The effect of high magnitude reinforcement and reinforcer delay: A contingency management analog study
MetadataShow full item record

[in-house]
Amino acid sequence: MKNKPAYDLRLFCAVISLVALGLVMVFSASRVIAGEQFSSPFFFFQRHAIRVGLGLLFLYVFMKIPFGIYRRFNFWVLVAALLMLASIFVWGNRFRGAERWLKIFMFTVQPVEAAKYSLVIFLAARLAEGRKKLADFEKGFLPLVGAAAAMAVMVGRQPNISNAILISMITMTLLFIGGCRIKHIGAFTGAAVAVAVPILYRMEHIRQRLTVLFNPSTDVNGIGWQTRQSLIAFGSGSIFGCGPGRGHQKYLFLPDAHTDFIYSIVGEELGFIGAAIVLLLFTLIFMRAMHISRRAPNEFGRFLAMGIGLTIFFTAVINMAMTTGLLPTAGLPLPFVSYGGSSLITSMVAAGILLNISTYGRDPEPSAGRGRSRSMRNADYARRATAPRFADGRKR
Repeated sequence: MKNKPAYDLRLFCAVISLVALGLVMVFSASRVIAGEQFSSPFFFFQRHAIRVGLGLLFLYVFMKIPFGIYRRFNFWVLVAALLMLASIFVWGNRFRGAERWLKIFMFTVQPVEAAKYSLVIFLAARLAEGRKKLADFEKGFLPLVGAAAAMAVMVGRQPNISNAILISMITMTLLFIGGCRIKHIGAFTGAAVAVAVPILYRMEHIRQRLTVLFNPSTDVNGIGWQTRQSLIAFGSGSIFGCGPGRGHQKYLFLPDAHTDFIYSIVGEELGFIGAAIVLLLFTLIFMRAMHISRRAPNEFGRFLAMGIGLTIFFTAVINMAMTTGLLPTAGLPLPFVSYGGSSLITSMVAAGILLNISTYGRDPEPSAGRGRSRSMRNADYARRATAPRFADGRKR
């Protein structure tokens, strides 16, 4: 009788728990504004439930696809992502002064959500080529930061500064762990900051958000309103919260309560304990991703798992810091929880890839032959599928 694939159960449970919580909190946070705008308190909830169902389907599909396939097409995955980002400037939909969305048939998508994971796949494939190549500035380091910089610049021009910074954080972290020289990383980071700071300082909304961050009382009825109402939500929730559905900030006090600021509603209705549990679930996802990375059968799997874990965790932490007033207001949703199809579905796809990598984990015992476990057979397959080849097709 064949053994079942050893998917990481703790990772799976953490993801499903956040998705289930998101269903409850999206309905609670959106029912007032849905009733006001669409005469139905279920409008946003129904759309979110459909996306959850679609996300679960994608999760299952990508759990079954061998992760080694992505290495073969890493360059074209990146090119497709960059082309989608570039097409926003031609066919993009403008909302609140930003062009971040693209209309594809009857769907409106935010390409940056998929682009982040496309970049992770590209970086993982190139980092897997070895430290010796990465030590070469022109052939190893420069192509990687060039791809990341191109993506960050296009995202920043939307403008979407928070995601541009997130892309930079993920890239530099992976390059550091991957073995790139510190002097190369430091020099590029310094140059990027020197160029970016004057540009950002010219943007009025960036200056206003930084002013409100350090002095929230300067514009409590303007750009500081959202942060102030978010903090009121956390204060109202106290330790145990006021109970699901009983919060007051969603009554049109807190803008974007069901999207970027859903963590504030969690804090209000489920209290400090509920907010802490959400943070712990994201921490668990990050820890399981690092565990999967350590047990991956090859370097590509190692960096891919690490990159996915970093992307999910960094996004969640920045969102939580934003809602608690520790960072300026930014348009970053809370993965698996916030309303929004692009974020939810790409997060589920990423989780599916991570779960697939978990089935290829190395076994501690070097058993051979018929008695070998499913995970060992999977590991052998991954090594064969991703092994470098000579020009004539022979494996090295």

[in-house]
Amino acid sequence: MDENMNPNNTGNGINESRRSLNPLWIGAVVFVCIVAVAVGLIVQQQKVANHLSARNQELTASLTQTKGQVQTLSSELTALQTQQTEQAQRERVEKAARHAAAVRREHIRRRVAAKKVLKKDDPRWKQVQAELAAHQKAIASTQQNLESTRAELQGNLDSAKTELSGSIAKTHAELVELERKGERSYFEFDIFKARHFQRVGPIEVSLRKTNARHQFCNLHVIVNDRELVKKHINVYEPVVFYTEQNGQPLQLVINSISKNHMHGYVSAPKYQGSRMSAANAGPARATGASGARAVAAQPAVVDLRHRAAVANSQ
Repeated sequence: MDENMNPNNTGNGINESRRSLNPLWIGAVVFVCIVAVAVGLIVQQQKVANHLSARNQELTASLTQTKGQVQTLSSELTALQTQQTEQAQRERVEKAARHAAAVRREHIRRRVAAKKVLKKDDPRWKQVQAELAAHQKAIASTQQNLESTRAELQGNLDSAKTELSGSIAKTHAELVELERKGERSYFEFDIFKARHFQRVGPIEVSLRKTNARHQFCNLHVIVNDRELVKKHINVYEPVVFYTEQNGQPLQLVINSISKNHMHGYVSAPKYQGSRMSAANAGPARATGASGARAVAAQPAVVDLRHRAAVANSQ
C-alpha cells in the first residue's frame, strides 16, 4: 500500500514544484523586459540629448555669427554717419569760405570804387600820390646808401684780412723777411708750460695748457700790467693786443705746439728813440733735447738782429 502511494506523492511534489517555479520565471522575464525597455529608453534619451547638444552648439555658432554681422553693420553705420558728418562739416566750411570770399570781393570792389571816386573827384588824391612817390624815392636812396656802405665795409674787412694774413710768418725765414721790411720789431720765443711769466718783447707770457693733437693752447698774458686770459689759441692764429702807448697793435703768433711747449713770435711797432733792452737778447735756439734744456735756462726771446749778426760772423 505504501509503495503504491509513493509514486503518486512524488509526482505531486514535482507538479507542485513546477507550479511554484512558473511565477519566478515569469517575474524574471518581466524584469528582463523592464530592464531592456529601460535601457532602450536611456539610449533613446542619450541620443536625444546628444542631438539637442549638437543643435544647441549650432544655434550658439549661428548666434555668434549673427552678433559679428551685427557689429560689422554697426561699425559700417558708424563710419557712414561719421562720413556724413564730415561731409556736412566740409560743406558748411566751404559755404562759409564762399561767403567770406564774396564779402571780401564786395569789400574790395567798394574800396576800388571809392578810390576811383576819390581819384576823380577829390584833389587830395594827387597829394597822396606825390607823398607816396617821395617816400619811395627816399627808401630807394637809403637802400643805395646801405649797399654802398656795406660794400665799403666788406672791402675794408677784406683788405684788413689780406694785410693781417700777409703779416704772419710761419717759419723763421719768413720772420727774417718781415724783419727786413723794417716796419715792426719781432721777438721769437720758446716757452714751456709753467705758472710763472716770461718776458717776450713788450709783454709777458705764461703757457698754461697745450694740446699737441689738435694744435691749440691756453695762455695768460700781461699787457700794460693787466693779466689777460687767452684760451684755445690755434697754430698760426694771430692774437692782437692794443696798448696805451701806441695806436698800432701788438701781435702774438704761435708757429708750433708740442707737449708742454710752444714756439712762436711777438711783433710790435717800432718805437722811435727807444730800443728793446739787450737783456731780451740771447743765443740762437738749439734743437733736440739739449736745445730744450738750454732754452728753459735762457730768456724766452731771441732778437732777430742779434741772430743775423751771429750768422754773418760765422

Substance abuse has severe implications for individuals, families, and communities. Contingency management (CM) is an empirically validated treatment for drug abuse and is an effective component of treatments for many types of substance use disorders. CM arranges consequences to increase desired behavior and decrease undesired behavior. In most cases this is accomplished through reinforcement of drug-abstinent behavior using vouchers, opportunity to win a prize, money, or earning clinical privileges. Reinforcer magnitude and reinforcer delay are two important factors which contribute to CM efficacy. Reinforcers with greater magnitude are generally associated with greater clinical efficacy. Delay to reinforcement is generally associated with poor outcomes in clinical settings. The current experiment used an analog model of CM for the treatment of drug abuse to study the effects of reinforcer magnitude and reinforcer delay on abstinence from drug use. It was predicted that there would be no effect of delay in the high magnitude condition, and that delay would be associated with a decrease in target behavior in the low magnitude condition. Results indicate that high magnitude of reinforcement, both with and without delay, is associated with higher rates of abstinence when compared with the rates of abstinence maintained by low magnitude of reinforcement. Delayed high magnitude reinforcement was associated with shorter intervals to relapse to smoking when compared to immediate high magnitude reinforcement. No effect of delay was detected in the low magnitude condition. Implications for CM based treatment of addiction are discussed.